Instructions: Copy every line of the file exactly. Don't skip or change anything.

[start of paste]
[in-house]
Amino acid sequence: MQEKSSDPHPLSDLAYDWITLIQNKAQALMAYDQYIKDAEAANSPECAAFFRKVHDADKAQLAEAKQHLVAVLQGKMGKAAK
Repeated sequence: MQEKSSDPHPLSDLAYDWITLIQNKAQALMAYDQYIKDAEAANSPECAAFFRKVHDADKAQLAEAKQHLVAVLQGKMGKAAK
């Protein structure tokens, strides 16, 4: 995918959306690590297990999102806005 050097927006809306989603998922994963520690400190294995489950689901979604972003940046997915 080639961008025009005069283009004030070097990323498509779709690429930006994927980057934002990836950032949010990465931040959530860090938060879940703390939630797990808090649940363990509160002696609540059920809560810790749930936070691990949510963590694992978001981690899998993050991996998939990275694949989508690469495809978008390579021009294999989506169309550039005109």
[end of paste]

[in-house]
Amino acid sequence: MQEKSSDPHPLSDLAYDWITLIQNKAQALMAYDQYIKDAEAANSPECAAFFRKVHDADKAQLAEAKQHLVAVLQGKMGKAAK
Repeated sequence: MQEKSSDPHPLSDLAYDWITLIQNKAQALMAYDQYIKDAEAANSPECAAFFRKVHDADKAQLAEAKQHLVAVLQGKMGKAAK
């Protein structure tokens, strides 16, 4: 995918959306690590297990999102806005 050097927006809306989603998922994963520690400190294995489950689901979604972003940046997915 080639961008025009005069283009004030070097990323498509779709690429930006994927980057934002990836950032949010990465931040959530860090938060879940703390939630797990808090649940363990509160002696609540059920809560810790749930936070691990949510963590694992978001981690899998993050991996998939990275694949989508690469495809978008390579021009294999989506169309550039005109």